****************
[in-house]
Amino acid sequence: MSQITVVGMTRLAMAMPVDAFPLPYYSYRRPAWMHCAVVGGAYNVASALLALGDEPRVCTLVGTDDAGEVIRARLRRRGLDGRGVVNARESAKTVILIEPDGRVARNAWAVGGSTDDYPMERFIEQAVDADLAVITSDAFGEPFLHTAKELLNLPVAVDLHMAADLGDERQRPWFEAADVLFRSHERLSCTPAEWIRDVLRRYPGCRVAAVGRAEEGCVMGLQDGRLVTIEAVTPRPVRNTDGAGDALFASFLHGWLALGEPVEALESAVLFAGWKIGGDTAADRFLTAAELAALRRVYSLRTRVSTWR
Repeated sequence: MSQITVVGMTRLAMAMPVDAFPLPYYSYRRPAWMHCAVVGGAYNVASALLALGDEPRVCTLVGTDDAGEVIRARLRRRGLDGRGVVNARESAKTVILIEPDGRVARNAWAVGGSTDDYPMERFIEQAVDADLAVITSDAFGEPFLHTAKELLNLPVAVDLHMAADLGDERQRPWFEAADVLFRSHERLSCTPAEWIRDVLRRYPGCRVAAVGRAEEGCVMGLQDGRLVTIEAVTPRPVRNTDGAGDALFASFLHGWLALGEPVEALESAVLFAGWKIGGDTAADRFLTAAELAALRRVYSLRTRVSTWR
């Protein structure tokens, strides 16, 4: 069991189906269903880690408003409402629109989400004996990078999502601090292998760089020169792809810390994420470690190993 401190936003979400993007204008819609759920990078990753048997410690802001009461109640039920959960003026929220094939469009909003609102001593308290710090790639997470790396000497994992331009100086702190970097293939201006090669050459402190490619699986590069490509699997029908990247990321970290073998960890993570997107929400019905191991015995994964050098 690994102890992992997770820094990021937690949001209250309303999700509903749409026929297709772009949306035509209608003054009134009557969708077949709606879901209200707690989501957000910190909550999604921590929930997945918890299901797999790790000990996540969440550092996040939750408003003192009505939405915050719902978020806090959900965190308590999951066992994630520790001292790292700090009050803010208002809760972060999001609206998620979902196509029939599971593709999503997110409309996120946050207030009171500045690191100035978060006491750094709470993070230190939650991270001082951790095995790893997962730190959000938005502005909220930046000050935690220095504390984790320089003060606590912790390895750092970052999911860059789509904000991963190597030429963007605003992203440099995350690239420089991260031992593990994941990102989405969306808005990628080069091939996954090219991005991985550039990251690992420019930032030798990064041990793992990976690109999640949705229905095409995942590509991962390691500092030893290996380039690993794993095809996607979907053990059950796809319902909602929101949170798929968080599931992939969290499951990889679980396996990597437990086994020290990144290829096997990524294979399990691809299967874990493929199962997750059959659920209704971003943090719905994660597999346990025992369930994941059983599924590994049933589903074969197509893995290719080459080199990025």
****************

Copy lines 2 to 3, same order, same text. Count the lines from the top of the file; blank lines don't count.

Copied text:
Amino acid sequence: MSQITVVGMTRLAMAMPVDAFPLPYYSYRRPAWMHCAVVGGAYNVASALLALGDEPRVCTLVGTDDAGEVIRARLRRRGLDGRGVVNARESAKTVILIEPDGRVARNAWAVGGSTDDYPMERFIEQAVDADLAVITSDAFGEPFLHTAKELLNLPVAVDLHMAADLGDERQRPWFEAADVLFRSHERLSCTPAEWIRDVLRRYPGCRVAAVGRAEEGCVMGLQDGRLVTIEAVTPRPVRNTDGAGDALFASFLHGWLALGEPVEALESAVLFAGWKIGGDTAADRFLTAAELAALRRVYSLRTRVSTWR
Repeated sequence: MSQITVVGMTRLAMAMPVDAFPLPYYSYRRPAWMHCAVVGGAYNVASALLALGDEPRVCTLVGTDDAGEVIRARLRRRGLDGRGVVNARESAKTVILIEPDGRVARNAWAVGGSTDDYPMERFIEQAVDADLAVITSDAFGEPFLHTAKELLNLPVAVDLHMAADLGDERQRPWFEAADVLFRSHERLSCTPAEWIRDVLRRYPGCRVAAVGRAEEGCVMGLQDGRLVTIEAVTPRPVRNTDGAGDALFASFLHGWLALGEPVEALESAVLFAGWKIGGDTAADRFLTAAELAALRRVYSLRTRVSTWR